MAC Monitor — November 15, 2021

Multi-Asset Class Risk Monitor Highlights | Week Ended November 12, 2021

  • Inflation surge puts dent in Fed’s ‘transitory’ narrative
  • Increased likelihood of a rate-hike boosts dollar
  • Portfolio risk rises, as cross-asset correlations turn positive

Inflation surge puts dent in Fed’s ‘transitory’ narrative

Yields on short-dated US government bonds rose sharply in the week ending November 12, 2021, as a surge in realized inflation put another dent in the Federal Reserve’s narrative that current inflationary pressures are ‘transitory’. The Bureau of Labor Statistics announced on Wednesday that US consumer prices rose 0.8% in October, which elevated the annual headline number to 6.2%—the fastest growth in almost three decades. The core component, which excludes more volatile food and energy costs, grew at an only marginally slower pace of 0.6% month-on-month. A decline in the annual rate to 2%, on the other hand, would require average monthly price changes to be no more than 0.17%. Yield increases were most pronounced at the 5-year point of the curve, which rose by almost 20 basis points, as the corresponding breakeven inflation rate surpassed 3.1% for the first time in its 20-year history.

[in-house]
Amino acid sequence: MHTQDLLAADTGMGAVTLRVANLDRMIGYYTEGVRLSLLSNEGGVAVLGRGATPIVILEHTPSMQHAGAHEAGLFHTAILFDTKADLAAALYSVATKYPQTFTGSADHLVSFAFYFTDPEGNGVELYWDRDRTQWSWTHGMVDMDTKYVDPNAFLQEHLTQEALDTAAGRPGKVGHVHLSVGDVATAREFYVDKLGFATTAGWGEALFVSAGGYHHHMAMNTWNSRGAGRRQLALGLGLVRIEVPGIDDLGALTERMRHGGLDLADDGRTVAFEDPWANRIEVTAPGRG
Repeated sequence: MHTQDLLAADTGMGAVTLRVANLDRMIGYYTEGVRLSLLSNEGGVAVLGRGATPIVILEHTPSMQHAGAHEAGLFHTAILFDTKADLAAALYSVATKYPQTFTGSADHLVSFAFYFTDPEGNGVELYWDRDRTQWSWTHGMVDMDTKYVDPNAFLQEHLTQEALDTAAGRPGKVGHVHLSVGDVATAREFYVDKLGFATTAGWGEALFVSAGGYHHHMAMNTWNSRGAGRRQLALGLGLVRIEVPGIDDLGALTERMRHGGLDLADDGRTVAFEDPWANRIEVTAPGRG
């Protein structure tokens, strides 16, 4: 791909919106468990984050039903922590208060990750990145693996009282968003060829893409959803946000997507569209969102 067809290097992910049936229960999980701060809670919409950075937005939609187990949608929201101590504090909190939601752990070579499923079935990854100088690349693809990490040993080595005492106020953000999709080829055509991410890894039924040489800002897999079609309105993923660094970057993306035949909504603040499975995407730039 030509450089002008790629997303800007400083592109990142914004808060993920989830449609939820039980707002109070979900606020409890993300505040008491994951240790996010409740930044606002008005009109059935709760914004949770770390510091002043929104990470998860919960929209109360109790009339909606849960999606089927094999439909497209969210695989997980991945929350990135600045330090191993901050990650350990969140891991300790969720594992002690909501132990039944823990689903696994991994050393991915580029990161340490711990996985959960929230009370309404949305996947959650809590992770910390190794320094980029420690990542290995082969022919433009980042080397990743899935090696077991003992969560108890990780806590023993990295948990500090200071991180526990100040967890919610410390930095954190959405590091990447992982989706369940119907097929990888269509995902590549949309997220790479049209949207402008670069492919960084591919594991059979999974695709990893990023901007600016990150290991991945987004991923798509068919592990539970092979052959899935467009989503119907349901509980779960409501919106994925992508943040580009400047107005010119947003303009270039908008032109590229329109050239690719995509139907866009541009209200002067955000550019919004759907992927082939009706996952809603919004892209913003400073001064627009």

Please refer to Figures 3 & 4 of the current Multi-Asset Class Risk Monitor (dated November 12, 2021) for further details.

Increased likelihood of a rate-hike boosts dollar

The US dollar appreciated by nearly 1% against a basket of foreign currencies, as futures traders forecast an 80% likelihood that the Federal Reserve will raise its Federal Funds target by at least 0.25% by July next year. This compares to an implied probability of only 13% right before the FOMC meeting on September 21-22. The move propelled the greenback to a 16-month high against the euro, reflecting the differing monetary-policy expectations in the two regions. Despite Eurozone headline consumer prices having risen at the same month-on-month rate of 0.8% as their American counterparts, European short-term interest-rate markets do not seem to expect the European Central Bank to touch its policy rates before December 2022.

Please refer to Figure 6 of the current Multi-Asset Class Risk Monitor (dated November 12, 2021) for further details.

Portfolio risk rises, as cross-asset correlations turn positive

Predicted short-term risk in Qontigo’s global multi-asset class model portfolio rose half a percentage point to 6.9% as of Friday, November 12, 2021, as the benefits of lower equity volatility were offset by stronger interest-rate fluctuations, as well as an increased co-movement of bond returns with both share prices and exchange rates. Consequently, the fixed income holdings saw their combined share of overall portfolio volatility surge from 16% to 25.7%. Global index-linked government bonds were once again the riskiest debt category, accounting for 7.8% of total risk, relative to their monetary weight of 5%. High yield corporates, on the other hand, appeared to provide the greatest diversification benefits—alongside the Japanese yen—as credit spreads remained inversely related with risk-free interest rates.

Please refer to Figures 7-10 of the current Multi-Asset Class Risk Monitor (dated November 12, 2021) for further details.